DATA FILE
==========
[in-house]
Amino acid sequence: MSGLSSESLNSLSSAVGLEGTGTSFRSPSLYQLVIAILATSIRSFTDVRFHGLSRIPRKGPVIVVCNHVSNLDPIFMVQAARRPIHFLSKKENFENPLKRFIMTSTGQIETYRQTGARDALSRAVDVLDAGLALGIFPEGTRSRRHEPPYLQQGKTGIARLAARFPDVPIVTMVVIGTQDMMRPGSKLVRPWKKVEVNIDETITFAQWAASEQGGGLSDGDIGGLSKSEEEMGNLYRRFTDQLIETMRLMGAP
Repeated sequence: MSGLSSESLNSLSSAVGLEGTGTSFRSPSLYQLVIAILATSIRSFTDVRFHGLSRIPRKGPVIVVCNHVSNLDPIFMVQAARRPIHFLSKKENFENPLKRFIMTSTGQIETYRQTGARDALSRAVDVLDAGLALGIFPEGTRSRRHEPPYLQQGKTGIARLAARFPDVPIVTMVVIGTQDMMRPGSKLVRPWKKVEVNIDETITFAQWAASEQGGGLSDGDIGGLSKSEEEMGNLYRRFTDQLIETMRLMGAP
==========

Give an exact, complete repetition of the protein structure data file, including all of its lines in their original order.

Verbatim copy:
[in-house]
Amino acid sequence: MSGLSSESLNSLSSAVGLEGTGTSFRSPSLYQLVIAILATSIRSFTDVRFHGLSRIPRKGPVIVVCNHVSNLDPIFMVQAARRPIHFLSKKENFENPLKRFIMTSTGQIETYRQTGARDALSRAVDVLDAGLALGIFPEGTRSRRHEPPYLQQGKTGIARLAARFPDVPIVTMVVIGTQDMMRPGSKLVRPWKKVEVNIDETITFAQWAASEQGGGLSDGDIGGLSKSEEEMGNLYRRFTDQLIETMRLMGAP
Repeated sequence: MSGLSSESLNSLSSAVGLEGTGTSFRSPSLYQLVIAILATSIRSFTDVRFHGLSRIPRKGPVIVVCNHVSNLDPIFMVQAARRPIHFLSKKENFENPLKRFIMTSTGQIETYRQTGARDALSRAVDVLDAGLALGIFPEGTRSRRHEPPYLQQGKTGIARLAARFPDVPIVTMVVIGTQDMMRPGSKLVRPWKKVEVNIDETITFAQWAASEQGGGLSDGDIGGLSKSEEEMGNLYRRFTDQLIETMRLMGAP